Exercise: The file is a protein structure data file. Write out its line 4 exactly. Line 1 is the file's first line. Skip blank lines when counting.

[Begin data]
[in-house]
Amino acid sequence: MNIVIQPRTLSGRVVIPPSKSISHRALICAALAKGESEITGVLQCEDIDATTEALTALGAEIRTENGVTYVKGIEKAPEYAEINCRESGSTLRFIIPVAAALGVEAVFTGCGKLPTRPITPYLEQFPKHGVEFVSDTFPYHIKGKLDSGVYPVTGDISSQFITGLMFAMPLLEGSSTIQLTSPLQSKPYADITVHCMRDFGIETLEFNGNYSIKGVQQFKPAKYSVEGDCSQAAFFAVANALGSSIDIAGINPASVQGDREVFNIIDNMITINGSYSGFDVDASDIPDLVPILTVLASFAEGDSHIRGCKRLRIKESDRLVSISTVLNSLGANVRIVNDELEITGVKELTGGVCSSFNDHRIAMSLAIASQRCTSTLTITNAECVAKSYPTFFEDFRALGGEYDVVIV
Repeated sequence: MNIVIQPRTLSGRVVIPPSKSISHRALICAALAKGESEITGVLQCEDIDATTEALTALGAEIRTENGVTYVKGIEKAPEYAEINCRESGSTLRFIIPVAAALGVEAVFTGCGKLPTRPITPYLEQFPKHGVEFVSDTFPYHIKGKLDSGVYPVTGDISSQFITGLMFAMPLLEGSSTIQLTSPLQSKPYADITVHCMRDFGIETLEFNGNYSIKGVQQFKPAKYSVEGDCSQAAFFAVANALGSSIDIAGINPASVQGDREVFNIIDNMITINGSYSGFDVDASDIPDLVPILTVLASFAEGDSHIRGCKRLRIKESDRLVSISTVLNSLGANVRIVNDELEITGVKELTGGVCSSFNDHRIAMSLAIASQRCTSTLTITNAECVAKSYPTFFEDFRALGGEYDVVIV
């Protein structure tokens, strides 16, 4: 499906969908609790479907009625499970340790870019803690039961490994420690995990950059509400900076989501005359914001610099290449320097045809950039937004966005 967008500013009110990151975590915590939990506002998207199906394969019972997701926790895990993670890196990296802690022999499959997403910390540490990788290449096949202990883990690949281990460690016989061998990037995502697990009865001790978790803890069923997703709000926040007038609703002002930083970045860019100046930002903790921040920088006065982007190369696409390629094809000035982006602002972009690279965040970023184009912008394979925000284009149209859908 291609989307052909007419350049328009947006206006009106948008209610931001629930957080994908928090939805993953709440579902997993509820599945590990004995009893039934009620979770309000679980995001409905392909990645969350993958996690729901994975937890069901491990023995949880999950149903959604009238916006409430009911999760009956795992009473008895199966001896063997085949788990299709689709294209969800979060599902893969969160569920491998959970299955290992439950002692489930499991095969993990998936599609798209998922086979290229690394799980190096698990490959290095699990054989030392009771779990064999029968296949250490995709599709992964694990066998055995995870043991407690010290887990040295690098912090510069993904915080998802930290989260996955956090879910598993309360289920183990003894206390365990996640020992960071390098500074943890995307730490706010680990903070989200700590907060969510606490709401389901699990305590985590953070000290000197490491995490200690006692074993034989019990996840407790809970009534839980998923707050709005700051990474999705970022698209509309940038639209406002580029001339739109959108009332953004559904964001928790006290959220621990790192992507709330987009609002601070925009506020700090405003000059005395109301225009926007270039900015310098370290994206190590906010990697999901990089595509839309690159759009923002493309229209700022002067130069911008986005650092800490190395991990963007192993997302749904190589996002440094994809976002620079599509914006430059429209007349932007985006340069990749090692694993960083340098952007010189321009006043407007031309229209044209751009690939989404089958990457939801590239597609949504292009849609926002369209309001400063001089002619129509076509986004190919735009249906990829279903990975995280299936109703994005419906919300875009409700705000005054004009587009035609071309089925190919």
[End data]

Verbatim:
């Protein structure tokens, strides 16, 4: 499906969908609790479907009625499970340790870019803690039961490994420690995990950059509400900076989501005359914001610099290449320097045809950039937004966005 967008500013009110990151975590915590939990506002998207199906394969019972997701926790895990993670890196990296802690022999499959997403910390540490990788290449096949202990883990690949281990460690016989061998990037995502697990009865001790978790803890069923997703709000926040007038609703002002930083970045860019100046930002903790921040920088006065982007190369696409390629094809000035982006602002972009690279965040970023184009912008394979925000284009149209859908 291609989307052909007419350049328009947006206006009106948008209610931001629930957080994908928090939805993953709440579902997993509820599945590990004995009893039934009620979770309000679980995001409905392909990645969350993958996690729901994975937890069901491990023995949880999950149903959604009238916006409430009911999760009956795992009473008895199966001896063997085949788990299709689709294209969800979060599902893969969160569920491998959970299955290992439950002692489930499991095969993990998936599609798209998922086979290229690394799980190096698990490959290095699990054989030392009771779990064999029968296949250490995709599709992964694990066998055995995870043991407690010290887990040295690098912090510069993904915080998802930290989260996955956090879910598993309360289920183990003894206390365990996640020992960071390098500074943890995307730490706010680990903070989200700590907060969510606490709401389901699990305590985590953070000290000197490491995490200690006692074993034989019990996840407790809970009534839980998923707050709005700051990474999705970022698209509309940038639209406002580029001339739109959108009332953004559904964001928790006290959220621990790192992507709330987009609002601070925009506020700090405003000059005395109301225009926007270039900015310098370290994206190590906010990697999901990089595509839309690159759009923002493309229209700022002067130069911008986005650092800490190395991990963007192993997302749904190589996002440094994809976002620079599509914006430059429209007349932007985006340069990749090692694993960083340098952007010189321009006043407007031309229209044209751009690939989404089958990457939801590239597609949504292009849609926002369209309001400063001089002619129509076509986004190919735009249906990829279903990975995280299936109703994005419906919300875009409700705000005054004009587009035609071309089925190919």